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Historical Writings

Today in Christian History

Tuesday, September 10

1067
Death of Lady Godgifu (Godiva) Buckingham, an Anglo-Saxon noblewoman and Christian, known for founding several monasteries. She had allegedly ridden through town naked (after requesting her people to close their doors and cover their windows) because it was the only way her husband would agree to relieve oppressive taxes on his people.
1224
The Franciscans (founded in 1209 by St. Francis of Assisi) first arrived in England. They were originally called "Grey Friars" because of their gray habits. (The habit worn by modern Franciscans is brown.)
1718
The Collegiate School at New Haven, CT, changed its name to Yale. (Congregationalists, unhappy with an increasing religious liberalism at Harvard, had founded Yale, the third oldest college in America, in 1701.)
1734
English revivalist George Whitefield wrote in a letter: 'Pain, if patiently endured, and sanctified to us, is a great purifier of our corrupted nature.'
1794
Blount College -- the first American nondenominational institution of higher learning -- was established in Knoxville. (It later became the University of Tennessee.)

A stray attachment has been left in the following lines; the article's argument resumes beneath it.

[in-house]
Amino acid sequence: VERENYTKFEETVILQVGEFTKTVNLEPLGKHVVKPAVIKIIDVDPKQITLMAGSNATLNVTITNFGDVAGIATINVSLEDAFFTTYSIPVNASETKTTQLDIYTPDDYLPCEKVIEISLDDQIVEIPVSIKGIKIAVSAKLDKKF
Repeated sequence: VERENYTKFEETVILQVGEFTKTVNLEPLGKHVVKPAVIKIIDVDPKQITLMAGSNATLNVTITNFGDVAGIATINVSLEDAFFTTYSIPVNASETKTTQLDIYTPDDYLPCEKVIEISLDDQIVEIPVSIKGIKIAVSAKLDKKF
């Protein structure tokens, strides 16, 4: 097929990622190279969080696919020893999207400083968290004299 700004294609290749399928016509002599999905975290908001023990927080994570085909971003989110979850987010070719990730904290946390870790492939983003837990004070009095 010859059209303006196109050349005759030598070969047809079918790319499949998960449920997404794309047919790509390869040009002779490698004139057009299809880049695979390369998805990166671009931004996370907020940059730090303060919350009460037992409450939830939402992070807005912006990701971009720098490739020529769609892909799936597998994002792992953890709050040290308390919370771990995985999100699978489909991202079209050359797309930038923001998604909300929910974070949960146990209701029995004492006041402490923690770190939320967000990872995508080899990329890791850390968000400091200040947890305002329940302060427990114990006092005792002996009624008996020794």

1819
Birth of Canadian hymnwriter Joseph Scriven. The accidental drowning of his bride-to-be the night before their wedding led to a life of depression; yet he also authored the hymn of comfort, "What a Friend We Have in Jesus."
1880
Patrick Augustine Feehan is appointed first Catholic archbishop of Chicago.
1898
Death in Red Bank, New Jersey, of Alexander Crummell, an African-American priest of the Episcopal Church who labored all his life to obtain equality for African Americans. He will be remembered in the Episcopal Church calendar.
1918
The Communists execute the Orthodox priest Nicholas Ponomarev in Verkhoturye by shooting him.
1982
Burial of Joseph Adegbola Ishola Adekunle who had been a leader in Nigerian Baptist churches.

Copyright Statement
© 1987-2020, William D. Blake. Portions used by permission of the author, from "Almanac of the Christian Church"